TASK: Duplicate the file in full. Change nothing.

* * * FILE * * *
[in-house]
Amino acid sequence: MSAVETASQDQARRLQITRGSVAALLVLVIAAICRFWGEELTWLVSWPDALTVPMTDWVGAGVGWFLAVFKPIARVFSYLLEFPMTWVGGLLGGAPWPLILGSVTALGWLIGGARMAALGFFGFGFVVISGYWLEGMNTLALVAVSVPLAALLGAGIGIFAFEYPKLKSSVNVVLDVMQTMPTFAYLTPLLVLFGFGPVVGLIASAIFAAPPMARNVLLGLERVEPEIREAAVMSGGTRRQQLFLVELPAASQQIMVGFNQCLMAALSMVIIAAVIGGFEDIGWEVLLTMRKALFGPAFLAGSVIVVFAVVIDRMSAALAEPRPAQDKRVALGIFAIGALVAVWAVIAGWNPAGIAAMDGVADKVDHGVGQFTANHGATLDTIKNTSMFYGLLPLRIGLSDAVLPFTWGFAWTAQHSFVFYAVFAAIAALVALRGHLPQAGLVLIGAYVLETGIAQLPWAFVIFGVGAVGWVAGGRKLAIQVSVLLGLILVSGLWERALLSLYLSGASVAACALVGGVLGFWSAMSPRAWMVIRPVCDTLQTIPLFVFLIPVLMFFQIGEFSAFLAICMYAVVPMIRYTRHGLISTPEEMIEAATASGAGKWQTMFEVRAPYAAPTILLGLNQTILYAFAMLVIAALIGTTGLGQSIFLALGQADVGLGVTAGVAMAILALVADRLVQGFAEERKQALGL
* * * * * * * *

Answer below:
[in-house]
Amino acid sequence: MSAVETASQDQARRLQITRGSVAALLVLVIAAICRFWGEELTWLVSWPDALTVPMTDWVGAGVGWFLAVFKPIARVFSYLLEFPMTWVGGLLGGAPWPLILGSVTALGWLIGGARMAALGFFGFGFVVISGYWLEGMNTLALVAVSVPLAALLGAGIGIFAFEYPKLKSSVNVVLDVMQTMPTFAYLTPLLVLFGFGPVVGLIASAIFAAPPMARNVLLGLERVEPEIREAAVMSGGTRRQQLFLVELPAASQQIMVGFNQCLMAALSMVIIAAVIGGFEDIGWEVLLTMRKALFGPAFLAGSVIVVFAVVIDRMSAALAEPRPAQDKRVALGIFAIGALVAVWAVIAGWNPAGIAAMDGVADKVDHGVGQFTANHGATLDTIKNTSMFYGLLPLRIGLSDAVLPFTWGFAWTAQHSFVFYAVFAAIAALVALRGHLPQAGLVLIGAYVLETGIAQLPWAFVIFGVGAVGWVAGGRKLAIQVSVLLGLILVSGLWERALLSLYLSGASVAACALVGGVLGFWSAMSPRAWMVIRPVCDTLQTIPLFVFLIPVLMFFQIGEFSAFLAICMYAVVPMIRYTRHGLISTPEEMIEAATASGAGKWQTMFEVRAPYAAPTILLGLNQTILYAFAMLVIAALIGTTGLGQSIFLALGQADVGLGVTAGVAMAILALVADRLVQGFAEERKQALGL